Fee set for public records request in Pullman

Physical copies of records will cost 15 cents per page, digital will cost 10 cents



Josh Sanders, records specialist for the Pullman Police Department, discusses the benefits of the records fee Tuesday at the Pullman Police Department.

DAISY ZAVALA, Evergreen managing editor

The City of Pullman implemented a state-standard fee for public record requests that went into effect at the beginning of the year.

“I am in the process of working with our public records software people,” City Clerk Dee Stiles-Elliott said. “We are developing an invoicing and payment module.”

There will be a meeting for the invoicing process, so people can receive their invoices and submit their payment electronically, Stiles-Elliott said.

She said they will also talk about safety precautions for electronic invoices, as well as meet with the bank and a third-party vendor for credit card payments. Information technology specialists will also be involved in the process, Stiles-Elliott said.

“[An] attorney has asked that we don’t start collecting fees until we have that method in place to track the payment,” Sanders said.

Pullman PD Records Specialist Josh Sanders said there will be a charge for each request made. A physical copy costs 15 cents per page and a digital version costs 10 cents per page.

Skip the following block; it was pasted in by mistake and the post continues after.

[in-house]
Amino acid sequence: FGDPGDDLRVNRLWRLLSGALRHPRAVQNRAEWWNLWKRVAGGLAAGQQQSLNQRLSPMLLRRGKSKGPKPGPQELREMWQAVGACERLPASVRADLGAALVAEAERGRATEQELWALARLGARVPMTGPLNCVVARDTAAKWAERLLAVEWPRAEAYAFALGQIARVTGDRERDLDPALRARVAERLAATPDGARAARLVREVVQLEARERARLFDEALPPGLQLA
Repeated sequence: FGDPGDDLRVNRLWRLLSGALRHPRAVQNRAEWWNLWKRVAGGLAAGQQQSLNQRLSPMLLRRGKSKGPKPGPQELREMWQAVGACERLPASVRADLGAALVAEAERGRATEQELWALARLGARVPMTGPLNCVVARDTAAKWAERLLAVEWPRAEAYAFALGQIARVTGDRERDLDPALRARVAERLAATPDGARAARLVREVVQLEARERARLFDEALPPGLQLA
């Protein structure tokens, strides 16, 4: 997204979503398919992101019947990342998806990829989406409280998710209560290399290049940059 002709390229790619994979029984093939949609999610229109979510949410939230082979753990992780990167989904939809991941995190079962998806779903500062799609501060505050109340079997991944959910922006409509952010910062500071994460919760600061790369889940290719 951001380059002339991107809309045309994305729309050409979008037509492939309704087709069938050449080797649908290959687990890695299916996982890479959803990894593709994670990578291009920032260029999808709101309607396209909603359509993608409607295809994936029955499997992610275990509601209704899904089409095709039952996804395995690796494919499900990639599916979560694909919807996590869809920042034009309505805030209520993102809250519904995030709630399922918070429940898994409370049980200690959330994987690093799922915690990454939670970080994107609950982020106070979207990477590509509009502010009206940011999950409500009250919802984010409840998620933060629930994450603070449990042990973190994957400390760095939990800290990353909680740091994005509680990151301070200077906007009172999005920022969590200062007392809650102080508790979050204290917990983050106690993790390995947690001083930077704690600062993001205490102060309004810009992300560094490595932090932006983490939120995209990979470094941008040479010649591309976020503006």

“These fees were established to try to assist agencies and [to recoup] some costs for the time and manpower that it’s taking people to fulfill these requests,” Sanders said.

Stiles-Elliott said they were not able to charge for digital copies in the past.

Sanders said the majority of requests the Pullman Police Department receives are for accident reports. A number of students also request accident reports to send to their insurance company, he said.

The police department also receives requests from the Office of Student Conduct, he said.

“I’m sending information on arrests or incidents where [students have] been involved,” Sanders said.

He said there are seven record specialists within the police department who work to fulfill public record requests.

The fees will make sure that people who are asking for records are serious about it and are not just looking to overwhelm the department, he said.

Sanders said there have been requests in the past from inmates or from people who have too much time on their hands.

“I don’t feel like it’s going to keep people from requesting,” he said. “If anything, it’ll allow them to focus on what they’re actually after.”

Stiles-Elliott said the fee was implemented because it became a state standard.

“It isn’t something that we just came up with and did,” Sanders said. “We’re just adopting what’s already there and what most other agencies are already doing.”

Stiles-Elliott said the City of Pullman spent 1,330 hours on public record requests in 2018.


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